A guide to how schools can employ teachers who are not UK or Irish nationals
The points-based immigration system
The UK introduced a points-based immigration system on 1 January 2021; this affects how you employ teachers who are not UK or Irish nationals. All overseas nationals arriving in the UK from 1 January 2021, including those from the European Economic Area (EEA) and Switzerland, come under the points-based immigration system. Irish citizens can continue to enter, work and study in the UK under the Common Travel Area, as was previously the case.
Recruit by becoming a visa sponsor
Skilled worker visa
Overseas teachers can apply for a skilled worker visa up to three months before they start work in the UK under the following conditions:
- you, as the employer, are a licensed Home Office employer sponsor and have offered the overseas teacher a teaching job;
- the overseas teacher can speak, read, write and understand English;
- the role pays at least £20,480 or the relevant minimum rate for teachers in England, whichever is higher (minimum rates for teachers are on the Get into Teaching website). If the role is part-time, pro rata rates will apply as long as the salary is at least £20,480 a year
Become a licensed sponsor
You need a sponsor licence to hire a teacher from overseas on a Skilled Worker visa. You can be the employing local authority, multi-academy trust or school to hold the sponsor licence. You can become a licensed sponsor by following this step-by-step guidance, which covers further information about being a sponsor, including your responsibilities. You can also check to see if you are already a licensed sponsor.
Recruit without becoming a sponsor
The graduate visa is available to international students who have successfully completed their degrees in the UK and been sponsored by a Home Office licensed student sponsor; this includes certain postgraduate courses such as initial teacher training at universities.
Those on a graduate visa will be able to work, or look for work, in the UK at any skill level without a sponsor for up to two years after completing their studies (three years for PhD students). This includes working as a teacher.
Teachers on a graduate visa will be able to apply to switch to another visa route – such as the skilled worker visa – without having to leave the UK if they meet the requirements for the other visa route.
Youth mobility scheme visa
A youth mobility scheme visa lasts for up to two years and is for young people aged 18 to 30 who have certain types of British nationality, or are from certain countries. Teachers can work on this visa without a sponsoring employer.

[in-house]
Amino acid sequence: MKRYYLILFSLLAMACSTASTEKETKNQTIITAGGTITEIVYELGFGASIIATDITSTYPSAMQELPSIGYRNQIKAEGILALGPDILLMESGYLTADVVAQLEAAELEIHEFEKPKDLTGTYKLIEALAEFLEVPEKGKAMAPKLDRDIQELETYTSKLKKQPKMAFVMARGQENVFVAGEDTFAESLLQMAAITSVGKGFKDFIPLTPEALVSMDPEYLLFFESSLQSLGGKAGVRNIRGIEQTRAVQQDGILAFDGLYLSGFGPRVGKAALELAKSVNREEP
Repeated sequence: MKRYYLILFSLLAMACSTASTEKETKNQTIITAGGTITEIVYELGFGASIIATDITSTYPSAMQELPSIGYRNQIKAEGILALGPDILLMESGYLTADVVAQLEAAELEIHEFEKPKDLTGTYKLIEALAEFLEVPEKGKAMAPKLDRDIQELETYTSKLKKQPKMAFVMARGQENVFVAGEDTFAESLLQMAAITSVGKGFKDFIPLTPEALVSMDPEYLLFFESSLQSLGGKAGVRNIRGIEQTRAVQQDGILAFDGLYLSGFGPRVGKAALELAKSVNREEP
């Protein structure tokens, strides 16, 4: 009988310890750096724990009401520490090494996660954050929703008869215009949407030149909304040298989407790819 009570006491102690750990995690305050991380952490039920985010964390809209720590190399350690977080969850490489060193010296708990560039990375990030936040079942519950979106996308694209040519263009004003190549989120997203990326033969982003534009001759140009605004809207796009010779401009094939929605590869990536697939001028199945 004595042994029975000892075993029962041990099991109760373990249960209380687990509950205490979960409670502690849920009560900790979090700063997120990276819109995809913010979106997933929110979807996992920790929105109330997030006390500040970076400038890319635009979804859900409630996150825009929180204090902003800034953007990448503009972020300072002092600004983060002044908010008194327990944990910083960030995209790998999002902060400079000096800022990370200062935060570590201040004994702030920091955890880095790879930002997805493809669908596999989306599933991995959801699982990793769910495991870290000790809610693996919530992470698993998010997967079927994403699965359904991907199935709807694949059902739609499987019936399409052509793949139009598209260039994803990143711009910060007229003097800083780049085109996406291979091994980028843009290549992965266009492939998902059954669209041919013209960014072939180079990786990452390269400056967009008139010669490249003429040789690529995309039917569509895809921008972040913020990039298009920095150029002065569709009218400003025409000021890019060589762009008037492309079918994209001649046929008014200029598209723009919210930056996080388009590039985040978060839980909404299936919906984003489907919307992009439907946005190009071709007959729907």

Teachers on a youth mobility scheme visa may be able to apply to switch to another visa route – such as the skilled worker visa – without leaving the UK. They’ll need to meet the requirements for the other visa route.
Teachers on other types of visas may also be permitted to work in the UK. You can find out more about family visas and the UK ancestry visa. You can also find out more about the various documents that can be accepted when checking a job applicant’s right to work.
Getting qualified teacher status (QTS)
There are different arrangements for overseas teachers who want to get QTS.
- If the teacher has a degree, but has limited teaching experience, they can train to teach on a course that will give them QTS. There is also guidance on becoming a qualified teacher if they’re not a graduate.
- If they have a degree, and more than two years teaching experience, they can achieve QTS by completing the assessment-only route without doing more training.
- If they are a qualified teacher from the following places, they can get QTS without having to do teacher training or assessment only:
- the EU
- New Zealand
- Northern Ireland
There is more information about QTS and the various routes to QTS for teachers and those with teaching experience outside the UK. There is also information on how overseas teachers can get into teaching in England.
Employing overseas teachers without QTS – the four-year rule
Overseas teachers can teach in maintained schools and non-maintained special schools in England without qualified teacher status (QTS) for up to four years; this is called the ‘four-year rule’.
It is illegal for overseas teachers to continue working as a teacher in a maintained school or non-maintained special school in England for longer than four years without QTS unless there is another legal basis to teach.
The four-year rule applies to overseas teachers who meet all of the following conditions:
- they have qualified as a teacher in a country outside of the UK;
- they have completed a course of teacher training that is recognised by the competent authority of that country;
- they are employed in maintained schools and non-maintained special schools, but not a pupil referral unit.
What you need to do
If you are employing an overseas teacher, you should tell them:
- about the four-year rule when you employ them;
- that they need QTS (or another legal basis) to teach longer than four years in some types of school.
There is guidance for overseas teachers who want to get QTS at qualified teacher status (QTS).